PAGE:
Playing the B chord in the left hand
After you learn the B chord and its inversions, you might begin to wonder how to play it in the left hand.
See, if you take the B chord or its inversions and play them on the low end of the piano, you might notice it doesn’t sound the best. It sounds kind of “thick”. You can’t hear the notes as clearly as when you play them up high.
So instead of just playing the chords in the left hand, I recommend experimenting with different voicings of the B chord.
This basically just means you will still play the main chord in your right hand…but then you will also play a bass note to go along with it in your left hand.
Here is an example of how you could play B chord split between the left AND right hand:
- Start by playing the regular root position B chord in your right hand
- Put any note you learned in the B chord down as a base note in the left hand. You can play a low B to make it root position, or you could play a low D# or F# to make it first/second inversion.
- Try experimenting with different note combos! You can change up the inversion in your right hand and the bass note in your left hand to get different sounds.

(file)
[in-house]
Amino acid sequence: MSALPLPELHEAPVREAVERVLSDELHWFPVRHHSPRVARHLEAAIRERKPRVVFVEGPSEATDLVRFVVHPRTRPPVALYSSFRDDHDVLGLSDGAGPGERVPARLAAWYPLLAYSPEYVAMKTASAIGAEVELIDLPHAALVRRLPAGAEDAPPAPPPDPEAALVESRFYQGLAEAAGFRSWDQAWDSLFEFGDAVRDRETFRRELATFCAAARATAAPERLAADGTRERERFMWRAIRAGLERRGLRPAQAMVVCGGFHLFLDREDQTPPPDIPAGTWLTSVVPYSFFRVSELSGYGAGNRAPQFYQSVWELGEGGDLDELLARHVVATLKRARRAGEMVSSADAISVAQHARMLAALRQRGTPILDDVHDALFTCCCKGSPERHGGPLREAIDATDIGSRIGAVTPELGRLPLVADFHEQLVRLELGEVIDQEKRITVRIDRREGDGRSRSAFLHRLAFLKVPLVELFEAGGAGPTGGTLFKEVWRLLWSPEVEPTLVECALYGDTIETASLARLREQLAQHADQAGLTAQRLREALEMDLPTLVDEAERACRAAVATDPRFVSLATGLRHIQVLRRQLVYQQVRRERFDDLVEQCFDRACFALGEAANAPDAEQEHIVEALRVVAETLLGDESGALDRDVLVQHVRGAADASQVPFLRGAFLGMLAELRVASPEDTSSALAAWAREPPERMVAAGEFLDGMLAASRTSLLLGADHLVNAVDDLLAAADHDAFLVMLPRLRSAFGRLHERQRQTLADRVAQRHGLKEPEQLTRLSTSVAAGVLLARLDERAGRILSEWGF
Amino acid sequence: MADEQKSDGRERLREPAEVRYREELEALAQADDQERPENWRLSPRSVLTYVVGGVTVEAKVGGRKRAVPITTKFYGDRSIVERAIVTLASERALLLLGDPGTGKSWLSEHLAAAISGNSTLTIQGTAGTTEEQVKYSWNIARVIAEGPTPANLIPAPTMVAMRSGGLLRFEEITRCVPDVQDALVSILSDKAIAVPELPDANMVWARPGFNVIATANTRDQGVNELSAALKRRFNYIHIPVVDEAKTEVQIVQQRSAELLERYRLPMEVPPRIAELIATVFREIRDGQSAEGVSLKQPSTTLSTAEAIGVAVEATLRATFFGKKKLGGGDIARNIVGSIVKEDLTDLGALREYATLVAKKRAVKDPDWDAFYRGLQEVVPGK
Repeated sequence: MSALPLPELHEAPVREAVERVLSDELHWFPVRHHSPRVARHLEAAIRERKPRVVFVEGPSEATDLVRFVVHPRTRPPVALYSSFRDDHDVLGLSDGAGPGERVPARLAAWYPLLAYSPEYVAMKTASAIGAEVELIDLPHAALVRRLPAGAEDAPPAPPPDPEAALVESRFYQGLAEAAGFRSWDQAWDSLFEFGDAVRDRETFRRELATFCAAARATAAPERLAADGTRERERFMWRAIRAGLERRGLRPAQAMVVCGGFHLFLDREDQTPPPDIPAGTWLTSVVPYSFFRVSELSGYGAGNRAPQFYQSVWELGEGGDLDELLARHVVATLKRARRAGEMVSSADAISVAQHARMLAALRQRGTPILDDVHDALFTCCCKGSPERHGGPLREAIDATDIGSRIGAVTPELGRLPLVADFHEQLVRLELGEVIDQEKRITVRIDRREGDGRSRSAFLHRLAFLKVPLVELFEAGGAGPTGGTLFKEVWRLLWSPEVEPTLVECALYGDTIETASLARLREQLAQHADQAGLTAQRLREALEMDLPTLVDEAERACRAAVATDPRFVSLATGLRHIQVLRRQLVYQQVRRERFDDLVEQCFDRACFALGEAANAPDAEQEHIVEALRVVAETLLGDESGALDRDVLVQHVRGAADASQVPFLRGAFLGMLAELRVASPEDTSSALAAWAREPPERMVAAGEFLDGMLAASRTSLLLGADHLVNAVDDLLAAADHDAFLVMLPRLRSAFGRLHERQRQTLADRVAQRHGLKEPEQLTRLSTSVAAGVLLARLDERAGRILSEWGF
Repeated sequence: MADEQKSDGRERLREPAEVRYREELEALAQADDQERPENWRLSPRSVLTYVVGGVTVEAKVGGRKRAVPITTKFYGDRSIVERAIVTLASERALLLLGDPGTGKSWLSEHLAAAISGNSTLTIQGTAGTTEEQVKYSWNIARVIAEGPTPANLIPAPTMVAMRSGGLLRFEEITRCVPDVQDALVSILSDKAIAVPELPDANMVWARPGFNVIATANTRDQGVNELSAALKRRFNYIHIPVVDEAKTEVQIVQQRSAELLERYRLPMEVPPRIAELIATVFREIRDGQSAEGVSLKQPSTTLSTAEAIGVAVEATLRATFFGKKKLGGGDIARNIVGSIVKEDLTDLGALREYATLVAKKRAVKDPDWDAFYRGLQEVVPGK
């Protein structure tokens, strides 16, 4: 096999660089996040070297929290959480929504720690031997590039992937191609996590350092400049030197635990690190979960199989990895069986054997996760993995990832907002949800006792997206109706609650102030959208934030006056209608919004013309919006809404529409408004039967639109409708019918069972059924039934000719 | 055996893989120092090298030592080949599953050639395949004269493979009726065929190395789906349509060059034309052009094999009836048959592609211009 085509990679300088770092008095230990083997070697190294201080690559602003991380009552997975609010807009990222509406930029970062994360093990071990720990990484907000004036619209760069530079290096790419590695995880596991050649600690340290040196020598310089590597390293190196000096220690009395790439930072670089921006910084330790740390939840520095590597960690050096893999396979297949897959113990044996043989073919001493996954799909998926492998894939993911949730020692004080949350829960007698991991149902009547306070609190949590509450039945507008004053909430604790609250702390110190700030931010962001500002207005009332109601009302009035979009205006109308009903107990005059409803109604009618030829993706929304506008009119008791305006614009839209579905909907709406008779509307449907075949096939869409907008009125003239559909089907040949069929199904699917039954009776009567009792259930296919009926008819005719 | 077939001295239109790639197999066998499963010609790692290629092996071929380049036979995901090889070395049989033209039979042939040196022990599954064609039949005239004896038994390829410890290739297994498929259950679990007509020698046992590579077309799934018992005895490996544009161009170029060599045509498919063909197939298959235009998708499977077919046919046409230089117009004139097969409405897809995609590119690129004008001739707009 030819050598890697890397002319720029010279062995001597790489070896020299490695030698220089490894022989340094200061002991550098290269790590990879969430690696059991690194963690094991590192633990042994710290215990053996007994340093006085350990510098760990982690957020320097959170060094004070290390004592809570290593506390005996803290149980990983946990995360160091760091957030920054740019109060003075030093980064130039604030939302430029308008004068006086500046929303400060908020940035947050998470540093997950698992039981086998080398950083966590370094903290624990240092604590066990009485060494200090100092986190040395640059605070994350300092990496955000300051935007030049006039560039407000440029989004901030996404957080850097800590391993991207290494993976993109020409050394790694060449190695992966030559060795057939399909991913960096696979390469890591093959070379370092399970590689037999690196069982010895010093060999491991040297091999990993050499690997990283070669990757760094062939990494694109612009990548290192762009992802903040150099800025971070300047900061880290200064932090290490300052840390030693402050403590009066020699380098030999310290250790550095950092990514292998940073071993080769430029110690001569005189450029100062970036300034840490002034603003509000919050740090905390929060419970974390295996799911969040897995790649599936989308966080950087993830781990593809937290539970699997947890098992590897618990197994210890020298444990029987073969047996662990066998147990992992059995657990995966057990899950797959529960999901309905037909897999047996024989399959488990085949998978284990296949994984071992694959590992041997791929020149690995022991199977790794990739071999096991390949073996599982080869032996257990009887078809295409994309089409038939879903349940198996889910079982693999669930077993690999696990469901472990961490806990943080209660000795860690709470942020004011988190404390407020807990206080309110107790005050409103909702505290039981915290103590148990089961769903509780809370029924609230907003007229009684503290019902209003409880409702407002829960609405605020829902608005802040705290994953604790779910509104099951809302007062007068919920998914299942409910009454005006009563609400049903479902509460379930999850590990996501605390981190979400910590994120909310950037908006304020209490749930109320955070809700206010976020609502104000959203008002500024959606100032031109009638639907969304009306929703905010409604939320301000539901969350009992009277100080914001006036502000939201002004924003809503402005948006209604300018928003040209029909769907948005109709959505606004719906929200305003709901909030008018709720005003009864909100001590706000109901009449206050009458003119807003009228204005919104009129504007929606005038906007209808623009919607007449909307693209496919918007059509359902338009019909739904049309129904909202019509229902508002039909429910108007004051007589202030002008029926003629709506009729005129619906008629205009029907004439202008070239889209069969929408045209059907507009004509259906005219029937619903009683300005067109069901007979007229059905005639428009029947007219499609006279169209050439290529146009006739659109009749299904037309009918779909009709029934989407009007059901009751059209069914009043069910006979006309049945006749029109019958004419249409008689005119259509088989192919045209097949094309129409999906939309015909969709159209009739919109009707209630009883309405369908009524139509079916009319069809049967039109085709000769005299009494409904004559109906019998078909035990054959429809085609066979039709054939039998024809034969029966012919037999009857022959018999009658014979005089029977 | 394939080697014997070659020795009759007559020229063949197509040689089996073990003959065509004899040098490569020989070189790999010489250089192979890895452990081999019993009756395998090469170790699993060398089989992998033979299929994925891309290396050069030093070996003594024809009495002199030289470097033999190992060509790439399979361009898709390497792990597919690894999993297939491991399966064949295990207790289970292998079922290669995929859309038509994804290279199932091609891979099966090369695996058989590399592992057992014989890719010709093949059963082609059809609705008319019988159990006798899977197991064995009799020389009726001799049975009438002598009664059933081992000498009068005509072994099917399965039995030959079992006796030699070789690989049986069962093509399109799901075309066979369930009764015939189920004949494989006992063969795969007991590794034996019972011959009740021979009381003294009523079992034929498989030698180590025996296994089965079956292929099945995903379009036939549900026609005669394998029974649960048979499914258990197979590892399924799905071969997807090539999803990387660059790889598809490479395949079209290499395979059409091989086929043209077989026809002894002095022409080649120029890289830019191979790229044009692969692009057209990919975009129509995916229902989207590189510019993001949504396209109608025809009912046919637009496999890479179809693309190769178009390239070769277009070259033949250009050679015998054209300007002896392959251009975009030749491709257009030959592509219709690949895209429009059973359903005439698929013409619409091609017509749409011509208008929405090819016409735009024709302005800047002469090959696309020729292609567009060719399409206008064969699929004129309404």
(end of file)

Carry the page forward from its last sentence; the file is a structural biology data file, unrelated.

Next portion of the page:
What are the chords in the key of B?
Good job – you’ve now learned quite a bit about the B chord! However, there is still so much that can be learned about the key of B in general. There are other chord that can go along WITH the B chord! In fact, a chord can be built off of each note in the B scale.
Here’s a quick list you can refer to:
vii: A# diminished
I know, there are a lot of sharp chords in that list! But if you start learning them one at a time, playing in the key of B will get easier and easier.
What chords go well with B?
Any of the chords listed above will go well with the B chord, because they are all in the same key signature (5 sharps). However, they will sound better if you play them in certain orders. This is called a chord progression.
Common Chord Progressions in the key of B
Playing chord progressions in the key of B will involve a lot of sharps! But don’t let that intimidate you. I recommend starting with the second chord progression listed, because this will just use one sharp chord (F# major)
- B – F# – G#m – E (I – V – vi – IV)
- B – E – F# (I – IV – V)
- C#m – F# – B (ii – V – I)
- B – E – F# – C#m (I – IV – V – ii)
I hope this post has helped grow your confidence in learning and playing the B major chord on the piano! It does take some extra practice, but I know you can do it. So what are you waiting for? Go sit down at the piano and start playing the simplest version of B. Then move onto inversions and voicings once you’ve got the sharps down.